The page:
5th January 2017 - 4 min read
In an interview with a local new site, psychiatrist Dr Sumeet Kaur cited financial troubles as the main cause of marriage breakdowns in Malaysia.
This should certainly be reason enough to get on the same financial page before heading into wedded bliss.
But what exactly should you discuss? Get the conversation started on these five essential money matters:
Personal goals may differ between spouses– you may want to own a home within the next two years and your future spouse may plan on investing in a new business. It’s best to discuss what your goals are, how it will affect the other person and what steps to take to make it happen.
It’s possible that some goals will have to take a back seat due to insufficient funds. Thus, it’s good to know where you’re headed in the next few years. Being on the same page can be the most effective way to achieve your money goals and limit roadblocks down the line.
You don’t just marry the person; you also marry his or her debt. Yes, your credit card debt and loan arrears can be a burden on the shoulders of your future spouse.
In addition, it’s important to discuss your credit status as well; have either of you been declared or are currently bankrupt? If yes, this can negatively affect future loan applications and credit scores. On the other hand, if both spouses are financially healthy, higher loan amounts as well as more favourable financing terms will be easier to obtain.
You might also want to discuss the possibly of incurring new debt – especially if you plan to give your spouse a supplementary credit card for instance. Note that the primary cardholder will be liable for charges on both cards, so it’s necessary that each spouse understands the implications.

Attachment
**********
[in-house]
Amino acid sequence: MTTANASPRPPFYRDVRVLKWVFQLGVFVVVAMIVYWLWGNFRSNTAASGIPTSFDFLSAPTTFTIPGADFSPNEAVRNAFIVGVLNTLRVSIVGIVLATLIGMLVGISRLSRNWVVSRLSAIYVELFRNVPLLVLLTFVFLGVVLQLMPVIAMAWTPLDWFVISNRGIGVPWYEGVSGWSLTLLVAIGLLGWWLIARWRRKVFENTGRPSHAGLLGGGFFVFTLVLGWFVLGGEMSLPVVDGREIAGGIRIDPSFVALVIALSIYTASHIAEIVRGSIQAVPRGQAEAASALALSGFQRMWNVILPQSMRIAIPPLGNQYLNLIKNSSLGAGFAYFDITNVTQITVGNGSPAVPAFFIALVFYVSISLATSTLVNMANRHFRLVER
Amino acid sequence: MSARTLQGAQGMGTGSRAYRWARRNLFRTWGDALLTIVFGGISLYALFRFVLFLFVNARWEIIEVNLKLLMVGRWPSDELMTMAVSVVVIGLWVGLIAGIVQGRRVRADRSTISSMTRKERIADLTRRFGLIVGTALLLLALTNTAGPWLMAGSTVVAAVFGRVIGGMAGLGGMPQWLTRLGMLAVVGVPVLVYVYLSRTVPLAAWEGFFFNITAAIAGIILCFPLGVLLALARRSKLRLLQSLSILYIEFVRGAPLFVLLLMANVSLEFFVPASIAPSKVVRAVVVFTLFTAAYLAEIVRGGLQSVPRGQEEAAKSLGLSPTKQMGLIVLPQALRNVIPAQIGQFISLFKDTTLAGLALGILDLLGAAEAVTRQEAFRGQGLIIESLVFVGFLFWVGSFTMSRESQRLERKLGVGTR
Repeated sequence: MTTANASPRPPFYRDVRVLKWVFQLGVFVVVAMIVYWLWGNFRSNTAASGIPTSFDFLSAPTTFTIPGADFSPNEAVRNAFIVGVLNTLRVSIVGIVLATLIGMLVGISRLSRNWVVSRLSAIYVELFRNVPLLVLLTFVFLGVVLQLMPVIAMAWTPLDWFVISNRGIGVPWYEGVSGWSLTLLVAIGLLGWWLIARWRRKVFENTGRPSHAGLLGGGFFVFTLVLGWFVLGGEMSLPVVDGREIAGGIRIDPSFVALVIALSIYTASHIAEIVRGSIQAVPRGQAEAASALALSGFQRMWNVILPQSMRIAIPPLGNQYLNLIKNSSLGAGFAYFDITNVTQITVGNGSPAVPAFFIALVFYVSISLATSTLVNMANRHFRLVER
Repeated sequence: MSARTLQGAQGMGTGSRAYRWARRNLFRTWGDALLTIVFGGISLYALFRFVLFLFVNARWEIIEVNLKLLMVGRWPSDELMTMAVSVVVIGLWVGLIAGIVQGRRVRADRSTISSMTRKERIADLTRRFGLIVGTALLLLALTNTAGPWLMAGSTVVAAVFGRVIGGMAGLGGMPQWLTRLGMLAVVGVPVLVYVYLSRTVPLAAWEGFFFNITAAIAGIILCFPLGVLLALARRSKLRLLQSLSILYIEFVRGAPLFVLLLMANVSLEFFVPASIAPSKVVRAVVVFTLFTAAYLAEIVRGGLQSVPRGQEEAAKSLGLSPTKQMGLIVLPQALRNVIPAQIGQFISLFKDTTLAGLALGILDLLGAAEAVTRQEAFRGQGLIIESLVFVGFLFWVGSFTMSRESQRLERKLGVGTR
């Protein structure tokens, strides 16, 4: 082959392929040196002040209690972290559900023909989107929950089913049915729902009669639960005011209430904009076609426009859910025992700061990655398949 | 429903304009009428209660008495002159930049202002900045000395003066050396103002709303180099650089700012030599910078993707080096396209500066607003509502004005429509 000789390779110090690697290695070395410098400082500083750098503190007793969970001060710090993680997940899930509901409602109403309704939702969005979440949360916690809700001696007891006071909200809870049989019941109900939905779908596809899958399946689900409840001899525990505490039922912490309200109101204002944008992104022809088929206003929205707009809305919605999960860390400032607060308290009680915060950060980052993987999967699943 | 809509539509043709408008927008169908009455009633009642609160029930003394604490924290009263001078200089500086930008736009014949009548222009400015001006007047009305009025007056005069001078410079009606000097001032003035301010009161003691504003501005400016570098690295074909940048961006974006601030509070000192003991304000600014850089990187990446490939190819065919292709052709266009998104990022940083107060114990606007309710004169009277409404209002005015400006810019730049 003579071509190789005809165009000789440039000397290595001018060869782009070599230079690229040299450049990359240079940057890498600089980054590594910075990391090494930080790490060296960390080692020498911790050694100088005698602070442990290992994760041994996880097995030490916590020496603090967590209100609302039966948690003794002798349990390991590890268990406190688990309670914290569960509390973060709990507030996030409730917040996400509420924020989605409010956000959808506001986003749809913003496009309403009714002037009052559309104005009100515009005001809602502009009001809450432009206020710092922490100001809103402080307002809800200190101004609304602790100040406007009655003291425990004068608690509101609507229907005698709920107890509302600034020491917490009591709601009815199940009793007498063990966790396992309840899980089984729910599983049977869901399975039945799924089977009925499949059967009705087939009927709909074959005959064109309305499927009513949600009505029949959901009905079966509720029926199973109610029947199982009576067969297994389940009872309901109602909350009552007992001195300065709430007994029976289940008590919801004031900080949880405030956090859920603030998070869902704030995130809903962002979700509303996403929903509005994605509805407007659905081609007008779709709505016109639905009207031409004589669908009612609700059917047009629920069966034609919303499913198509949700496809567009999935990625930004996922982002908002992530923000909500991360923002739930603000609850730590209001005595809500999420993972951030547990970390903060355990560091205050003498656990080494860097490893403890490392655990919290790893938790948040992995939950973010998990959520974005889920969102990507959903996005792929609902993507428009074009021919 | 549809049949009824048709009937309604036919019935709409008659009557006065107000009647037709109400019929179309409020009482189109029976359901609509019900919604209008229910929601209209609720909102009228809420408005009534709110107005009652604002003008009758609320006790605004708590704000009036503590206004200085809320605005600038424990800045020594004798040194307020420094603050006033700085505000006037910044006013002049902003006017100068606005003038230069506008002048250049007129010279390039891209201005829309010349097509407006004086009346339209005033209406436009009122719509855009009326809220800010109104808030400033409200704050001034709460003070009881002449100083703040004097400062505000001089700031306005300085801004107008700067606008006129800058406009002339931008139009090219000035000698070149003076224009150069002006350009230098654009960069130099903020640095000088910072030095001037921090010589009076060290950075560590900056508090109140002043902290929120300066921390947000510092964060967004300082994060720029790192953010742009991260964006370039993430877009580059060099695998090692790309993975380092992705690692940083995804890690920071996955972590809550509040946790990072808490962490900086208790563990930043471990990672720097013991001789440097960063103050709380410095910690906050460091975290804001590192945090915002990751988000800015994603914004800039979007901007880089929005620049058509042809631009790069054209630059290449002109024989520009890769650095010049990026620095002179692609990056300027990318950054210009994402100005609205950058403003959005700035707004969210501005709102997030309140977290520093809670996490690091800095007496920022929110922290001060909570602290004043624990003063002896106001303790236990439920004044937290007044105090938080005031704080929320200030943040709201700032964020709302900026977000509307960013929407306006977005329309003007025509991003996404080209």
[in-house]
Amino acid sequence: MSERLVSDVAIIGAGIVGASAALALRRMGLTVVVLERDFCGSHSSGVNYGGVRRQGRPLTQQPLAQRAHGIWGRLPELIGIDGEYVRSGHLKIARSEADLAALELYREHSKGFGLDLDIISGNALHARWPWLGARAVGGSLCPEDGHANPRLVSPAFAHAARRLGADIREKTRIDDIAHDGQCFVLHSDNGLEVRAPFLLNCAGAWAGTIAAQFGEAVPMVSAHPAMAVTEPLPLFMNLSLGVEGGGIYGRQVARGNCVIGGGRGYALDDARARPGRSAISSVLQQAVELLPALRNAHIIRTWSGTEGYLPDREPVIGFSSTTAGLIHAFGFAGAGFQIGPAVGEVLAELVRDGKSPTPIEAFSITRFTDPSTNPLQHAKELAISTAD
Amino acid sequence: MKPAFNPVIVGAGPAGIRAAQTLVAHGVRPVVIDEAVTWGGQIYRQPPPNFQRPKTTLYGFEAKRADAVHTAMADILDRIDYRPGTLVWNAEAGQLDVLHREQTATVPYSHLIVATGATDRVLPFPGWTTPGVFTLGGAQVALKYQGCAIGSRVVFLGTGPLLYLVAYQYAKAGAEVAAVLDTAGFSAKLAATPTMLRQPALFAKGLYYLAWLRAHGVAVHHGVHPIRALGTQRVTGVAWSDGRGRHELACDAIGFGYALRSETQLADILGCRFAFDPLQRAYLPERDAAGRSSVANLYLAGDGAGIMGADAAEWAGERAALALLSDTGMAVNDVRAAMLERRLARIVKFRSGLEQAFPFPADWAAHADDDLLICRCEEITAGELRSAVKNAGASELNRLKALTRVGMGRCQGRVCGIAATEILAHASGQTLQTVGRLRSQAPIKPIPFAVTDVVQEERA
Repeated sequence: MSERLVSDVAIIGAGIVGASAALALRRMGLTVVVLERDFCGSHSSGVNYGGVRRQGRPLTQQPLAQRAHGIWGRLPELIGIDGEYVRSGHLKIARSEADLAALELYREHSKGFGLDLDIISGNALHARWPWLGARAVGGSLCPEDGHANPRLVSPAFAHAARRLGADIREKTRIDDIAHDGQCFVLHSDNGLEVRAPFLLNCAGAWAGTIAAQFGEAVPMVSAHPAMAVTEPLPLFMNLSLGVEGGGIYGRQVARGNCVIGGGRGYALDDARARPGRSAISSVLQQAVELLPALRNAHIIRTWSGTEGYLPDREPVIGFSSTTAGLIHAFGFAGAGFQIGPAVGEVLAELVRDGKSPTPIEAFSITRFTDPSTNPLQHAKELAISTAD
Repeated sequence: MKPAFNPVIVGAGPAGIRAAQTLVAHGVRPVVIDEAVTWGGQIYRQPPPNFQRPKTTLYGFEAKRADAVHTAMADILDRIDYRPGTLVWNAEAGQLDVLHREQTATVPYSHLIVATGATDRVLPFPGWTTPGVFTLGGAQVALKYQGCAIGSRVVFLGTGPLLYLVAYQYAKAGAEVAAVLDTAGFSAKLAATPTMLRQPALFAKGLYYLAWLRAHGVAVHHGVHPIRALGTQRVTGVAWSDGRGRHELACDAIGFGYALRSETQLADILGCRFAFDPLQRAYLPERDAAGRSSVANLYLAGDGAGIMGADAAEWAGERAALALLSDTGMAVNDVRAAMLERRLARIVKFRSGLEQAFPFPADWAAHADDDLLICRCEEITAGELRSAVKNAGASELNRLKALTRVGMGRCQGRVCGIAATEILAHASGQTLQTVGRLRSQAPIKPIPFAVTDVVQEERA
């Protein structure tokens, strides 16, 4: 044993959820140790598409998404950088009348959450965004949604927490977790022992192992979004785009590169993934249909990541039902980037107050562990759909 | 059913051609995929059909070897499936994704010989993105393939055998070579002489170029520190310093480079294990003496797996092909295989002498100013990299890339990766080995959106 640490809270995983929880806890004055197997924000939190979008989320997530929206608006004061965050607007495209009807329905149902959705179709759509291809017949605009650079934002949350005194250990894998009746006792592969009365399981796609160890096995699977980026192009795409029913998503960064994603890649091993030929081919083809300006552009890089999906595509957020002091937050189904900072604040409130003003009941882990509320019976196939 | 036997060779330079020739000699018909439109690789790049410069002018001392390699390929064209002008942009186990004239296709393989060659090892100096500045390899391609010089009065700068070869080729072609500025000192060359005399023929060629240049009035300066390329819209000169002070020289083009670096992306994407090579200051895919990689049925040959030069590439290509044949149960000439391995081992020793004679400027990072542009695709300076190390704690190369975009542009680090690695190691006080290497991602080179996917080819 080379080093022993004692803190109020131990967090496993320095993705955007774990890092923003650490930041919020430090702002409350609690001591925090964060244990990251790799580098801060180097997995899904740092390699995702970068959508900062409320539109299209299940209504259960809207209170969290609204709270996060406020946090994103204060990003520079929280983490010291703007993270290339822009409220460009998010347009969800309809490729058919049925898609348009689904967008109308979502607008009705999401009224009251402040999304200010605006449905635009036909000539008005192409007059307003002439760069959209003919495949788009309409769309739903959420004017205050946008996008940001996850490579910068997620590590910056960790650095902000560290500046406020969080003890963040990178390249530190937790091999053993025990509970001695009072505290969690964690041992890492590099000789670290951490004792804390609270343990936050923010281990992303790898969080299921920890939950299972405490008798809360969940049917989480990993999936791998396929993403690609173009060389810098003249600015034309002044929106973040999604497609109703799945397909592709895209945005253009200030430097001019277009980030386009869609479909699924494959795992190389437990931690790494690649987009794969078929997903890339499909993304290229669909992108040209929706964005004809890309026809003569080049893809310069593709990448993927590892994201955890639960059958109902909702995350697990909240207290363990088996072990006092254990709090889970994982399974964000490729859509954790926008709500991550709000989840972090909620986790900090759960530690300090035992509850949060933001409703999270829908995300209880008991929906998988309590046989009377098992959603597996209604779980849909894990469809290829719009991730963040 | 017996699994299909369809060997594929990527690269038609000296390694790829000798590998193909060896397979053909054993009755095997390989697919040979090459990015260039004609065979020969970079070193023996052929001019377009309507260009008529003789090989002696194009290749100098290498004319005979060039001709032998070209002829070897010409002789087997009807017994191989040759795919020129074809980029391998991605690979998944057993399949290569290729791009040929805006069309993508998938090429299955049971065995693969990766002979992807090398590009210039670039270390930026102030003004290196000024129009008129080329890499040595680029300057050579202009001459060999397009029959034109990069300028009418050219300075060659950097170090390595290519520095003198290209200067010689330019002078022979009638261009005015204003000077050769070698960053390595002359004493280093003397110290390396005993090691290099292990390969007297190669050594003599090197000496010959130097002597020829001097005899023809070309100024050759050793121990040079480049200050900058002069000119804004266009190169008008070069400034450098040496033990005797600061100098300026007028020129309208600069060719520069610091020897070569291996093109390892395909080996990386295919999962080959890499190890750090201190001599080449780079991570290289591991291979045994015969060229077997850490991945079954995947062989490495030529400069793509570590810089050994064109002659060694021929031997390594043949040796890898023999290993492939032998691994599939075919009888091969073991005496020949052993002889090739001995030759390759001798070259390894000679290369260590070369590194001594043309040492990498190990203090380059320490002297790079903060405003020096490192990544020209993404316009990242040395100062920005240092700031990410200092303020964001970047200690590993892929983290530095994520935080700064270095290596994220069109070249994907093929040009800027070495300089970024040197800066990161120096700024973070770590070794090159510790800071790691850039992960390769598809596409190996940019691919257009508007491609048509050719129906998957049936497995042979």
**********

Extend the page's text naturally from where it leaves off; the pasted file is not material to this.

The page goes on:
Some people have recurring financial commitments for family or side businesses in place that need to be reviewed before marriage.
For instance, if you are paying for your parents’ medical bills and your spouse is funding education expenses for his or her siblings – you’ll need to look into how you can continue doing so or if compromises need to be made.
It’s also possible for spouses keep their finances separate in some areas – this happens when both are earning. However, when one earns less than the other or is not working at all, the single income becomes stretched and prior commitments will need to be re-examined.
If you both own a home, it’s unlikely you’ll remain living separately after marriage. So you’ll need to decide what to do with your property – should one of it be sold off or rented? What will be done with the proceeds from the sale or rent?
Do also discuss the way in which household bills are to be managed, for instance, how you will share in the payment of utilities, etc.
Find a solution that benefits both sides equally and prepare to engage in a little give-and-take if disputes arise.
This is one of the most important discussions for two-income households – do you keep your money separate or merge everything? One option worth considering is for spouses to hold both personal and joint savings accounts.
Use a personal account to accumulate earnings and a joint savings account as an accessible avenue for both spouses to use for household expenses and other bills.
No one way is right and you’ll have to talk about it to see what works for you –couples have found success by merging all incoming funds into one account while others prefer to remain somewhat independent, stocking away personal earnings in a separate account.
Learning more about your future spouse’s as well as your own money habits is the first positive step as you move forward and start planning your life together as a married couple.
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